NSW Police vow to end 'boys club' problems

By Perry Duffin

Cultural issues in the "masculine" NSW Police have long held female officers back, a review has found, and top brass are promising changes for the better.

NSW Police are promising to dismantle their despised promotions system, end the force's "boys club" culture, and clamp down on sexual harassment in a bid to level the playing field for female officers.

The police union is calling for urgent action, noting the "disturbing" findings of a new report have not come as a shock to everybody.

Former Australian Sex Discrimination Commissioner, Elizabeth Broderick AO, was tasked with examining the impact the police force's internal culture is having on women trying to move up through the ranks in June last year.

The review, released on Sunday, surveyed almost 3500 officers online and sat down with focus groups and individuals.

It concluded women were forced to conform to a "masculine culture" to find a position in the organisation.

"Female police officers conveyed to the review that they have to modify their behaviours and are constantly trying to 'prove themselves' in order to be 'accepted' and 'taken seriously'."

Further, the report found two-thirds of female officers felt cliques, in-crowds and the "boys club" formed a barrier to promotion. Over half of male officers also felt excluded from the informal networks in the force.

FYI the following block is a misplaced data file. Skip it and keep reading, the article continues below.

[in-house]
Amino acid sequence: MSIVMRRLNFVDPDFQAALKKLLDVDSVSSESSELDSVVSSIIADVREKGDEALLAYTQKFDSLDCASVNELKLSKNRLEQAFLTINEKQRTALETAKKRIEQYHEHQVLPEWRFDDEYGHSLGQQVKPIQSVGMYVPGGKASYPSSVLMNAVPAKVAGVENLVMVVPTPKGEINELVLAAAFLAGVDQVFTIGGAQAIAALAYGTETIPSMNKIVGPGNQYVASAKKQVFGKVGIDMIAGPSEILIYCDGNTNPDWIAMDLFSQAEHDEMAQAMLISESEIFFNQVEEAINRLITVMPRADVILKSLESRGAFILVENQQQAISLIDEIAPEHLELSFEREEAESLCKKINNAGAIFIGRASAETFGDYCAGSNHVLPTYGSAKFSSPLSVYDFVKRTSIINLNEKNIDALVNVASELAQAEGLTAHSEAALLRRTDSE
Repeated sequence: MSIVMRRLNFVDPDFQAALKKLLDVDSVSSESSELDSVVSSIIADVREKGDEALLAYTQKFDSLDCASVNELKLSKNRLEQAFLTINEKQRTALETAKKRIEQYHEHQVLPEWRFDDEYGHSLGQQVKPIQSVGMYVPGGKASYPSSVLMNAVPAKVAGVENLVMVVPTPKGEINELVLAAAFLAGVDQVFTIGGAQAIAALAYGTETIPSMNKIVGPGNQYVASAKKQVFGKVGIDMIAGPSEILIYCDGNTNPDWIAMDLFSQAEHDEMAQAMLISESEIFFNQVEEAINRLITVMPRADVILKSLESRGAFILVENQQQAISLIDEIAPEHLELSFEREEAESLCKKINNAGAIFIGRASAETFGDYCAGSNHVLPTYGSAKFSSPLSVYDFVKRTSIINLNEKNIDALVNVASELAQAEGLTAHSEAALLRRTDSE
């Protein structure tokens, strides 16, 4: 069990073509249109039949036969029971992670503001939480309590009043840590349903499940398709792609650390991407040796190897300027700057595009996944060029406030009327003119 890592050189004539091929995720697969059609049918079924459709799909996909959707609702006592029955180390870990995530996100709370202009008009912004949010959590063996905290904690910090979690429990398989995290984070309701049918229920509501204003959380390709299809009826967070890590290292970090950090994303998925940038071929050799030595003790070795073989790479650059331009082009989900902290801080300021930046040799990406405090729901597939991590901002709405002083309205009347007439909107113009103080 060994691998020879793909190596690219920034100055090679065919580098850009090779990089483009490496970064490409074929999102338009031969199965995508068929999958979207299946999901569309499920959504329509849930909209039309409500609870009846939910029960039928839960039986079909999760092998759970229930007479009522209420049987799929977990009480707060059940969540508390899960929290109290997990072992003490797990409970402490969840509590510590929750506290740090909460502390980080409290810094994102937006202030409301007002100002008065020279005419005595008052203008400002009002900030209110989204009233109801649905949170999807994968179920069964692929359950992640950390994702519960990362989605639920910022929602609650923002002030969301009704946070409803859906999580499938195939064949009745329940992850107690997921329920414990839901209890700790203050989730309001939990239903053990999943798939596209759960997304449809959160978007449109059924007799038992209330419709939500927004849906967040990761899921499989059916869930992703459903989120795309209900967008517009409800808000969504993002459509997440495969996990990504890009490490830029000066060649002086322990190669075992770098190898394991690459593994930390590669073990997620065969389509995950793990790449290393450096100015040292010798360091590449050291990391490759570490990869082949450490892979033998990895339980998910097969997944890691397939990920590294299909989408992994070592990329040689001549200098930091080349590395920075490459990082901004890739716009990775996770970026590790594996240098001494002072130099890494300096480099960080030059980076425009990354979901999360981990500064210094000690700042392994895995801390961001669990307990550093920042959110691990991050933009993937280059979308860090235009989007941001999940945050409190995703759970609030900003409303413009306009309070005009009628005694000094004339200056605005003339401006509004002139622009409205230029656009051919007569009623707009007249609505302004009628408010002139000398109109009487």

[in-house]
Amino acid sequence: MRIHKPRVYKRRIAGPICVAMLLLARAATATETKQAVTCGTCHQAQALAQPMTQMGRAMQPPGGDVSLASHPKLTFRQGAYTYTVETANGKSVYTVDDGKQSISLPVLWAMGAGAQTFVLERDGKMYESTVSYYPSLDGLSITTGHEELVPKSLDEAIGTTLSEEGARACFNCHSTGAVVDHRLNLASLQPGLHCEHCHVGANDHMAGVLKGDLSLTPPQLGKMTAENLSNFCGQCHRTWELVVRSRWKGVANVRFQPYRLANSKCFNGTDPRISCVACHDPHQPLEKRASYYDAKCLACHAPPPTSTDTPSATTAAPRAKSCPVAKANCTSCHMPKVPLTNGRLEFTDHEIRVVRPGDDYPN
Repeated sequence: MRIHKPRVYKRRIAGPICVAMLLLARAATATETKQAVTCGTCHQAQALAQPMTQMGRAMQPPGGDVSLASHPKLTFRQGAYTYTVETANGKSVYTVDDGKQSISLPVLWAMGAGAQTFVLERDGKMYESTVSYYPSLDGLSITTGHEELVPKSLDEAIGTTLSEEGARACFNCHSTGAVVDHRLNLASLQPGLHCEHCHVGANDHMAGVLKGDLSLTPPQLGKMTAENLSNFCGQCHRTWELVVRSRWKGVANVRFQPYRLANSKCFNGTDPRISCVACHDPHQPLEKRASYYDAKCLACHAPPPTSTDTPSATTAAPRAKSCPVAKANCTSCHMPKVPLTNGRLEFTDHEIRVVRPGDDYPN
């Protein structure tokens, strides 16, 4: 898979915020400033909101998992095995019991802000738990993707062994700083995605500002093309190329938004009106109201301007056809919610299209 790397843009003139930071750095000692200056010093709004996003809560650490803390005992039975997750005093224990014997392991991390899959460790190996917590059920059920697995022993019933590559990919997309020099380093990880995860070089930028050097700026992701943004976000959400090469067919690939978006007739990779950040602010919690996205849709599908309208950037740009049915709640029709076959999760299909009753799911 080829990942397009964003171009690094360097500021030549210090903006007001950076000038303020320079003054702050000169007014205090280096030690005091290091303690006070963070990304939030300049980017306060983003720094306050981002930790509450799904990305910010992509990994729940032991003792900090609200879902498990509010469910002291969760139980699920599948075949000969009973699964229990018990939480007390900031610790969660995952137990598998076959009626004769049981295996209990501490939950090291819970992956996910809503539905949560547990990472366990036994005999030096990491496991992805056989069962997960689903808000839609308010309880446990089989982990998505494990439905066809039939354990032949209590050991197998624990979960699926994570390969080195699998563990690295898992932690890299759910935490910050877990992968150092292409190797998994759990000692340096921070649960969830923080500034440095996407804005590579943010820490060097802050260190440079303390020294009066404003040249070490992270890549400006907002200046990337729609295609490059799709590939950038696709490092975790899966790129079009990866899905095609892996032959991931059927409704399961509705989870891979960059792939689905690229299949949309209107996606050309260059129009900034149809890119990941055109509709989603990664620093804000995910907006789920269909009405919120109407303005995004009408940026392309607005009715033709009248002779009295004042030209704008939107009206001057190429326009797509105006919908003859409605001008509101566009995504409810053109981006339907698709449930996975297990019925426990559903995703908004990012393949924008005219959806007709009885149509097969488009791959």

A 2006 inquiry which found 47.5 per cent of police officers had experienced sexual harassment at work.

But the Broderick review found the issue has endured in parts of the force.

One-in-three women reported sexually harassed by a colleague in the last five years, the review says, while only 13 per cent of men said the same.

Only 15 per cent of officers said they'd make a formal complaint fearing it could negatively impact their career.

NSW Police moved toward a new promotions system designed to combat corruption and nepotism in the early 2000s.

But, now, that system evokes "almost universal dissatisfaction" from police because it's seen as too rigid, onerous, slow-moving, affected by cliques and indifferent to carers, the review says.

"There is a general view that the promotions system as it currently operates does not always ensure that the best candidate is promoted," it says.

The force does not appear discriminatory on the surface, police told the review, but the fact women are more likely to be carers means they're facing disproportionate adversity.

"Loss of standing due to working part-time creates a cascading effect where women are less likely to be given 'the big jobs' which can impact on their opportunities to further progress."

As a result female officers are under-represented in all leadership positions.

Commissioner Mick Fuller, who requested the review, welcomed the findings and fully supported the 30 recommendations it made.

He pledged to move past the "male-dominated bygone era" and bring in a new, equitable promotions system.

"A police officer, male or female, who is trying to balance family and home life with their careers, through part-time and flexible working arrangements, should not be discriminated against or overlooked for promotion and development," he said in a statement on Sunday.

President of the Police Association of NSW, Tony King, said the findings are "confronting".

"Unfortunately for those of us who have been calling for reform for a long time, they haven’t come as a complete shock though,” he said in a statement on Sunday.

He called for a high-quality complaints system to address harassment.

"The statistics around the number of police being sexually harassed at work is unacceptable – that simply cannot go on," he said.

He applauded Mr Fuller for addressing the serious issues in the force.

AAP